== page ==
“The positive impacts of this decision will be felt by families across the country, especially in minority communities, and is the single most effective step the President can take to help working families and the economy,” he said. said Senator Elizabeth Warren. Wednesday in a joint statement with Senate Majority Leader Chuck Schumer.

Tweeted Representative Pramila Jayapal, Chair of the House Progressive Caucus: “This will bring real relief to 43 million people and is a MASSIVE step in the right direction.”

The Department of Justice issued a legal opinion on Wednesday concluding that the Higher Education Relief Opportunities for Students Act gives the Secretary of Education the “power to reduce or eliminate the obligation to repay the principal balance of federal student loan debt”. The legal opinion also concluded that the debit could be applied on a “class-wide” basis in response to the coronavirus pandemic. Still, some conservative groups were considering possible legal challenges.

During the 2020 presidential campaign, Biden was initially skeptical of student loan debt forgiveness as he battled more progressive candidates for the Democratic nomination. Meaning. Warren, D-Mass., and Bernie Sanders, I-Vt., had offered cancellations of $50,000 or more.

As he tried to build support among young voters and prepare for an election battle against President Donald Trump, Biden unveiled his initial debt forgiveness proposal of $10,000 per borrower, with no mention of a cap of income.

Biden has cut back on his campaign promise in recent months by passing the income limit as soaring inflation has had a political impact and as he aimed to ward off political attacks that the cancellation would benefit those who had a higher net salary. But Democrats, from members of the congressional leadership to those facing tough re-election bids in November, have pushed the administration to go as broadly as possible on debt relief, seeing it in part as a galvanizing issue, especially for black voters and young people this fall.

A survey of 18 to 29 year olds conducted by the Harvard Institute of Politics in March found that 59% of respondents favored some sort of debt forgiveness – whether for all borrowers or those who have debt. no longer needed – although student loans do not rank high among the issues that most concern people in this age group.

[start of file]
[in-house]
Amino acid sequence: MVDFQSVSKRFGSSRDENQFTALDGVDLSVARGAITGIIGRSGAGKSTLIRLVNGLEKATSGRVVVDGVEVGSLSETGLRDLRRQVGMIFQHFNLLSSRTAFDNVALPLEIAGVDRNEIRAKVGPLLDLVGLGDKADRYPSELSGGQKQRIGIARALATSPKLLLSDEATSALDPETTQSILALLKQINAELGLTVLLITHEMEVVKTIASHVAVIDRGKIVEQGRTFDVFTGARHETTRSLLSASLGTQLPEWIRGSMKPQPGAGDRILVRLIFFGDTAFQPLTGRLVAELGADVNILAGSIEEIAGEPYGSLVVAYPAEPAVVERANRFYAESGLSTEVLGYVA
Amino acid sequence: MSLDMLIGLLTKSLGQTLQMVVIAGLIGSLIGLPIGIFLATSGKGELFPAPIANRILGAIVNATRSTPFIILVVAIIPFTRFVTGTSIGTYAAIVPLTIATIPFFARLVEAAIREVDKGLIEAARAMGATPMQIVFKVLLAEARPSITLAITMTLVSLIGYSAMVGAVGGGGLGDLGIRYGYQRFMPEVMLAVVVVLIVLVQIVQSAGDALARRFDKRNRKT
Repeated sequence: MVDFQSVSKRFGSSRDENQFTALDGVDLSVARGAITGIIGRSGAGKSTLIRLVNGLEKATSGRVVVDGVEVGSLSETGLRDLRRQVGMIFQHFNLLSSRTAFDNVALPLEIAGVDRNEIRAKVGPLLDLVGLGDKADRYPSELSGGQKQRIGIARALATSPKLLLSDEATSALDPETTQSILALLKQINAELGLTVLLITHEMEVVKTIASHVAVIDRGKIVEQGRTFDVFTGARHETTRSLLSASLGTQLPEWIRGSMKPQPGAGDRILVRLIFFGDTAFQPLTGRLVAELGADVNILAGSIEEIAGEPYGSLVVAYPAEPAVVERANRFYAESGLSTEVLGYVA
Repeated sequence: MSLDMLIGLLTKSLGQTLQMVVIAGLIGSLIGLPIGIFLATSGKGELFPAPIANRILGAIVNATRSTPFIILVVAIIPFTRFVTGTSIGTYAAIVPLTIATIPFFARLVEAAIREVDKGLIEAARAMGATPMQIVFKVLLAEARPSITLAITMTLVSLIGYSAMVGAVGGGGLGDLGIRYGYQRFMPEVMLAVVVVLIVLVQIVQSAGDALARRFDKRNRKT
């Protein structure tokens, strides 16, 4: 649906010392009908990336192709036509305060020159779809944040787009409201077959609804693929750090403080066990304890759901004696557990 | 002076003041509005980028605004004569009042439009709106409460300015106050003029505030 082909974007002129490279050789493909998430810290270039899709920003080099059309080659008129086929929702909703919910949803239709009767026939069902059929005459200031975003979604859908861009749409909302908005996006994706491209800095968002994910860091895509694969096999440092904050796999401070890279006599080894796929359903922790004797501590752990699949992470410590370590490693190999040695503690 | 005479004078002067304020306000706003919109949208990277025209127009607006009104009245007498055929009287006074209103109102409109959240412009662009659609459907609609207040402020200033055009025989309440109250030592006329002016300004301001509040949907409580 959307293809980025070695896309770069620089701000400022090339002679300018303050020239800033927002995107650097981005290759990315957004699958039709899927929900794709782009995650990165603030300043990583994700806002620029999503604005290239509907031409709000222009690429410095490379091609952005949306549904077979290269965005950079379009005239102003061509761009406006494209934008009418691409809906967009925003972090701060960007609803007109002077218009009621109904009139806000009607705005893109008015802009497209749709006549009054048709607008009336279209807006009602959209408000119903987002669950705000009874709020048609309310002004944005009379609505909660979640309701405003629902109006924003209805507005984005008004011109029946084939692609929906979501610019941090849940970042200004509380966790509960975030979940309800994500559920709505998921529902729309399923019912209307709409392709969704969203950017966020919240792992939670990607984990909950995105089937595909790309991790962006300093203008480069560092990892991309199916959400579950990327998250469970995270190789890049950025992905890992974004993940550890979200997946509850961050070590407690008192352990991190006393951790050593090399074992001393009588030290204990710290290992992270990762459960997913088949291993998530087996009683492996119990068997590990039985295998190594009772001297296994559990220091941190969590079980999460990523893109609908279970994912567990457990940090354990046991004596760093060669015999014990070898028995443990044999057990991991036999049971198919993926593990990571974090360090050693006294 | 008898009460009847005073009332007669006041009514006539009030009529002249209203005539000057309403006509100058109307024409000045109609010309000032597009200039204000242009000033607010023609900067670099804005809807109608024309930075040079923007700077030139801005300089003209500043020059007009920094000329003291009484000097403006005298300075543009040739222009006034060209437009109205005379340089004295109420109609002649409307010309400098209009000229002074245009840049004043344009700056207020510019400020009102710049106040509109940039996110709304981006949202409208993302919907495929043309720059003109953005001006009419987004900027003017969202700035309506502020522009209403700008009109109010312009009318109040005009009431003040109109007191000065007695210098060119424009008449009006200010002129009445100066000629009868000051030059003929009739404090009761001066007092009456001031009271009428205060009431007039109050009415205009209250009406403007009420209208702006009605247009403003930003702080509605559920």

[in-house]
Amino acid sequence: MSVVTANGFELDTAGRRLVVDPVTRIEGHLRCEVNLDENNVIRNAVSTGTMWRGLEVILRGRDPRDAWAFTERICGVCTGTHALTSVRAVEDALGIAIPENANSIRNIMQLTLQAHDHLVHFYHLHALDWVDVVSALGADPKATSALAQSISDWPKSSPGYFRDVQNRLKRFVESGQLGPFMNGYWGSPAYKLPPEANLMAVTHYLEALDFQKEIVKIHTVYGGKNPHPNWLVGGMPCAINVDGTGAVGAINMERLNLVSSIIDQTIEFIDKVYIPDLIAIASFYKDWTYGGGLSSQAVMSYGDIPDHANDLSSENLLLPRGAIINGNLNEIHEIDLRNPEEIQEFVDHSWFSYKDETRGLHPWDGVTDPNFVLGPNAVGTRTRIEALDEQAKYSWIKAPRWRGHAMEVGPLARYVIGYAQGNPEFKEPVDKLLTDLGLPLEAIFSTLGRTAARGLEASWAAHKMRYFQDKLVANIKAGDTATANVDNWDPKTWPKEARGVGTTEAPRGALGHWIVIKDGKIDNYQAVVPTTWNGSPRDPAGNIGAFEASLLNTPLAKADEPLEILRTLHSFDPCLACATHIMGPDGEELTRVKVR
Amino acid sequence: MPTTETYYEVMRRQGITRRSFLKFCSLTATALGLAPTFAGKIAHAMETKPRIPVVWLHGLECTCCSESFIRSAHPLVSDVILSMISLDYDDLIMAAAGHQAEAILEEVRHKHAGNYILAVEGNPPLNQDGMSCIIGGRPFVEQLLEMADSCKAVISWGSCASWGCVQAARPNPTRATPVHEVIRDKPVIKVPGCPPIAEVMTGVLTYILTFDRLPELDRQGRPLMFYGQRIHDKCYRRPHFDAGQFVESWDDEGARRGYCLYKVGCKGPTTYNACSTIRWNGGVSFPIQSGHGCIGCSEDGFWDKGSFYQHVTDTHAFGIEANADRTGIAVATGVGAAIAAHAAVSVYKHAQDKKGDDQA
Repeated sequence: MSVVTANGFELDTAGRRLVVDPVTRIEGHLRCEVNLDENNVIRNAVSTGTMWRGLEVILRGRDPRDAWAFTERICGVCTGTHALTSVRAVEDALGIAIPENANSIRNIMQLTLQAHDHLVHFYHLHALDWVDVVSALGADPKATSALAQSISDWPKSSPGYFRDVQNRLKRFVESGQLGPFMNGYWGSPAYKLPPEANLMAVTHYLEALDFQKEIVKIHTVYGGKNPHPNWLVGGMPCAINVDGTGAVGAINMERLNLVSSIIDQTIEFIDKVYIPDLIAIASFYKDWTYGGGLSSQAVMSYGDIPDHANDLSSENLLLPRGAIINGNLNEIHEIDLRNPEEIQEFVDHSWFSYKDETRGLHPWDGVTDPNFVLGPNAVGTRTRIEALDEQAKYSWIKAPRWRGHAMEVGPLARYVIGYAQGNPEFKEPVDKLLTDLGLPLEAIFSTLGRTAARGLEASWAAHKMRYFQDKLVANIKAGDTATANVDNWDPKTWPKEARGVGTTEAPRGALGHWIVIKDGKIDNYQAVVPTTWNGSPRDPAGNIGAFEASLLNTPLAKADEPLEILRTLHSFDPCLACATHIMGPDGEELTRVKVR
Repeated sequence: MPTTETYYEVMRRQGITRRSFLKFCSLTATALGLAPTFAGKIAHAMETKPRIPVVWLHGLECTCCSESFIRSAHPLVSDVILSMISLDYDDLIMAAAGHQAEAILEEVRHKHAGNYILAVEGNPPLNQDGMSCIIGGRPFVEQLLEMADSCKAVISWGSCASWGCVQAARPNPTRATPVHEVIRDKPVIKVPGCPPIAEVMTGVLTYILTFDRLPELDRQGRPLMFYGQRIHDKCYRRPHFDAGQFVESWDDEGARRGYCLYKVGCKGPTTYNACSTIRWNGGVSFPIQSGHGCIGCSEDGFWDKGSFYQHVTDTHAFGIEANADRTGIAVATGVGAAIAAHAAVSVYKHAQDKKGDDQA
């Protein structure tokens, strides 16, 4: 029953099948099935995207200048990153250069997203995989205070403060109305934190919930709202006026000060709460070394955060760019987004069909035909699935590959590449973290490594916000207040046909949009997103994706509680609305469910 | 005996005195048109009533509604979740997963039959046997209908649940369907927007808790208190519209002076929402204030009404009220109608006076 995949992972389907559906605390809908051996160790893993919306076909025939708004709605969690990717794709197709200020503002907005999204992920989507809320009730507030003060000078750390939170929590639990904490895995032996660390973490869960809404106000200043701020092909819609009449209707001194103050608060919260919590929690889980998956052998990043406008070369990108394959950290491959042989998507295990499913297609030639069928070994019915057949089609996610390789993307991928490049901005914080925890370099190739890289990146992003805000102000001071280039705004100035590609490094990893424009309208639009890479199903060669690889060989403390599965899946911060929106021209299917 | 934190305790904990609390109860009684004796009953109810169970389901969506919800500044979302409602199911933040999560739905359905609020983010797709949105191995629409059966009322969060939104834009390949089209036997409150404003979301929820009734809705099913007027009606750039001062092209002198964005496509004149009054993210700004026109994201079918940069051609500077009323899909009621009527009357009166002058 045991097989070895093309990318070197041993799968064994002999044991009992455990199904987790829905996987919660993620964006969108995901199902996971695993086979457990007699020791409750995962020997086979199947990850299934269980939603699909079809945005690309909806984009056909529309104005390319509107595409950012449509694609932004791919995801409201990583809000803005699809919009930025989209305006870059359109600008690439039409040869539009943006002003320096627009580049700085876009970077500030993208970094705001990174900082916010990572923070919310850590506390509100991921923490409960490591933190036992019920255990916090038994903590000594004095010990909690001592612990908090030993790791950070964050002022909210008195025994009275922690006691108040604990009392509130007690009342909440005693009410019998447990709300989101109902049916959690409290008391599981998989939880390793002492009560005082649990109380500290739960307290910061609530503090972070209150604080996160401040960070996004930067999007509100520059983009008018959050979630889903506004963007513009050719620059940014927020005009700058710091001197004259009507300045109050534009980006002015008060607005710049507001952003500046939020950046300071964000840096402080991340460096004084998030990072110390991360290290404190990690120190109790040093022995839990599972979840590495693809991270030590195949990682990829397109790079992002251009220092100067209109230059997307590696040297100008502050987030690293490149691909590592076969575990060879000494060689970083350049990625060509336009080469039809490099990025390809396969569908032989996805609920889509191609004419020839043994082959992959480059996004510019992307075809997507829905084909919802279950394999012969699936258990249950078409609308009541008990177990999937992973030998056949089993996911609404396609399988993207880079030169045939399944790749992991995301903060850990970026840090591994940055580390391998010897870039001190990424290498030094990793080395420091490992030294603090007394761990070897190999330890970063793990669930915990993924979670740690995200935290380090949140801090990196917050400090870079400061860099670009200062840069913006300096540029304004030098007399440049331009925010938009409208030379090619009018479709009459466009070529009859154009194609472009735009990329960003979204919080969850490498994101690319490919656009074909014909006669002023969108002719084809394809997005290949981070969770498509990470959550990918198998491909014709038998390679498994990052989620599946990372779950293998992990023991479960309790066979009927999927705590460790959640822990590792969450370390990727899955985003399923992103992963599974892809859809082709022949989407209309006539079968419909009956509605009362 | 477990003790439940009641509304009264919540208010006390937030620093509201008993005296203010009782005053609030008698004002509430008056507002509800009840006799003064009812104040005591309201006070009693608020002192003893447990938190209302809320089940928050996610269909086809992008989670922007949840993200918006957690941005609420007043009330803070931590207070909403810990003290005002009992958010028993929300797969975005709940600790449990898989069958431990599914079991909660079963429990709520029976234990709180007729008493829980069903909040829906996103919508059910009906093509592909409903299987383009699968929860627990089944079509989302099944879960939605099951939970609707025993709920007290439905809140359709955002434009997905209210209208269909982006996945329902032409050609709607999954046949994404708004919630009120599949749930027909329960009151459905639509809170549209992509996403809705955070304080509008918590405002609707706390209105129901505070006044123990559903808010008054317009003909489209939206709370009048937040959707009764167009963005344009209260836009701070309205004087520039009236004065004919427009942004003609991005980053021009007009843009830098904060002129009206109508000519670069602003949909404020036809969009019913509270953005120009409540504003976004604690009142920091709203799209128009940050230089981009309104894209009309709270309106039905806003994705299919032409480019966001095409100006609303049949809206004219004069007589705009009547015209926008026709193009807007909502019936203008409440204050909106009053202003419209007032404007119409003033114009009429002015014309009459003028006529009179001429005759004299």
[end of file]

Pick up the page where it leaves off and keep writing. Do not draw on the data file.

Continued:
Republicans reacted quickly to Biden’s decision on student debt relief on Wednesday, calling on the administration to “sell out working families” to appease the party’s progressive wing.

“Today’s announcement is an insult to all Americans who have played by the rules and worked hard to responsibly pay down their own debt,” Senator John Barrasso, chairman of the Senate Republican Conference, said in a statement. a statement.

Republican Leader Mitch McConnell called the move a “slap in the face” for working American families.

“President Biden’s inflation is crushing working families, and his response is to give even more government money to the elites with higher wages,” McConnell said. “The Democrats are literally using American working people’s money to try to buy some enthusiasm from their political base.”

Biden’s lengthy deliberations led to grumbling among federal loan managers, who had been instructed to withhold billing statements while Biden weighed a decision.

Industry groups complained that the late decision left them just days to notify borrowers, retrain customer service employees and update websites and digital payment systems, said Scott Buchanan, executive director of the Student Loan Servicing Alliance.

This increases the risk of some borrowers being inadvertently told they need to make payments, he said.

“At this late stage, I think that’s the risk we’re running,” he said. “You can’t settle for a dime with 35 million borrowers who all have different loan types and statuses.”